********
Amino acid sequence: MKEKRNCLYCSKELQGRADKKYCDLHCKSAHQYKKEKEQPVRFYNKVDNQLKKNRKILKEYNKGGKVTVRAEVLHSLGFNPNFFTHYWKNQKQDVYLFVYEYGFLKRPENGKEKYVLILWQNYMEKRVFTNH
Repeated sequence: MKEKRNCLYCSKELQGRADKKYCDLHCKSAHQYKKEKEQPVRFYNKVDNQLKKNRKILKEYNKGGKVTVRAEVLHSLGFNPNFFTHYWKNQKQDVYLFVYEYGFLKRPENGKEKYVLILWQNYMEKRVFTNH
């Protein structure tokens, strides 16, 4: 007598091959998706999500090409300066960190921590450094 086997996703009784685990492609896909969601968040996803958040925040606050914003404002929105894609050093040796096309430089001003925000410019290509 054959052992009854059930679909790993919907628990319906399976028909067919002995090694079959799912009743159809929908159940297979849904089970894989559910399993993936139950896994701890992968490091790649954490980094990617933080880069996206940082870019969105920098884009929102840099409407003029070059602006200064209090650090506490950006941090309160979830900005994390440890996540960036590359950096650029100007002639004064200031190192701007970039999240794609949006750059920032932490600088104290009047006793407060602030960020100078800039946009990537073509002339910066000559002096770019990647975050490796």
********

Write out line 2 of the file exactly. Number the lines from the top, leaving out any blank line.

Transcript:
Repeated sequence: MKEKRNCLYCSKELQGRADKKYCDLHCKSAHQYKKEKEQPVRFYNKVDNQLKKNRKILKEYNKGGKVTVRAEVLHSLGFNPNFFTHYWKNQKQDVYLFVYEYGFLKRPENGKEKYVLILWQNYMEKRVFTNH